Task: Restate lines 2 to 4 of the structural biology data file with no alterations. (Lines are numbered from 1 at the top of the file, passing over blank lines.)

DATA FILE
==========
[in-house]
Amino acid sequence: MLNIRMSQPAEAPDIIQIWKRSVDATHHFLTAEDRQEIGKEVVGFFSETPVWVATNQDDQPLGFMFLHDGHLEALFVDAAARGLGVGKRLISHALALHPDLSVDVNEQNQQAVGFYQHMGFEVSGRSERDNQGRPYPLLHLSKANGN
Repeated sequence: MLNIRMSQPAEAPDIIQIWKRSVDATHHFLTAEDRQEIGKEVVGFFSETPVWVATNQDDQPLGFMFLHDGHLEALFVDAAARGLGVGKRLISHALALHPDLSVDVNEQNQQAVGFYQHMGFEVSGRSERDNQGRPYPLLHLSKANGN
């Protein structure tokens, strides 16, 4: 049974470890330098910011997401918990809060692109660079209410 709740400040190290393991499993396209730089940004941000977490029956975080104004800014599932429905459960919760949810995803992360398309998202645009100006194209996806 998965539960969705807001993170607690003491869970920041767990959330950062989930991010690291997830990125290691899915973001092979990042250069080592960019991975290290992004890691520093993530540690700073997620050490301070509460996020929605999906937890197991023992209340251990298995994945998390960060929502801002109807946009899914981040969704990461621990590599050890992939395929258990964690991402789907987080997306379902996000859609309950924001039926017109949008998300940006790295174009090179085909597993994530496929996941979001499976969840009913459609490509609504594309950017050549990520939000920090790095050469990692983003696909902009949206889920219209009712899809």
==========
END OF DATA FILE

Amino acid sequence: MLNIRMSQPAEAPDIIQIWKRSVDATHHFLTAEDRQEIGKEVVGFFSETPVWVATNQDDQPLGFMFLHDGHLEALFVDAAARGLGVGKRLISHALALHPDLSVDVNEQNQQAVGFYQHMGFEVSGRSERDNQGRPYPLLHLSKANGN
Repeated sequence: MLNIRMSQPAEAPDIIQIWKRSVDATHHFLTAEDRQEIGKEVVGFFSETPVWVATNQDDQPLGFMFLHDGHLEALFVDAAARGLGVGKRLISHALALHPDLSVDVNEQNQQAVGFYQHMGFEVSGRSERDNQGRPYPLLHLSKANGN
């Protein structure tokens, strides 16, 4: 049974470890330098910011997401918990809060692109660079209410 709740400040190290393991499993396209730089940004941000977490029956975080104004800014599932429905459960919760949810995803992360398309998202645009100006194209996806 998965539960969705807001993170607690003491869970920041767990959330950062989930991010690291997830990125290691899915973001092979990042250069080592960019991975290290992004890691520093993530540690700073997620050490301070509460996020929605999906937890197991023992209340251990298995994945998390960060929502801002109807946009899914981040969704990461621990590599050890992939395929258990964690991402789907987080997306379902996000859609309950924001039926017109949008998300940006790295174009090179085909597993994530496929996941979001499976969840009913459609490509609504594309950017050549990520939000920090790095050469990692983003696909902009949206889920219209009712899809």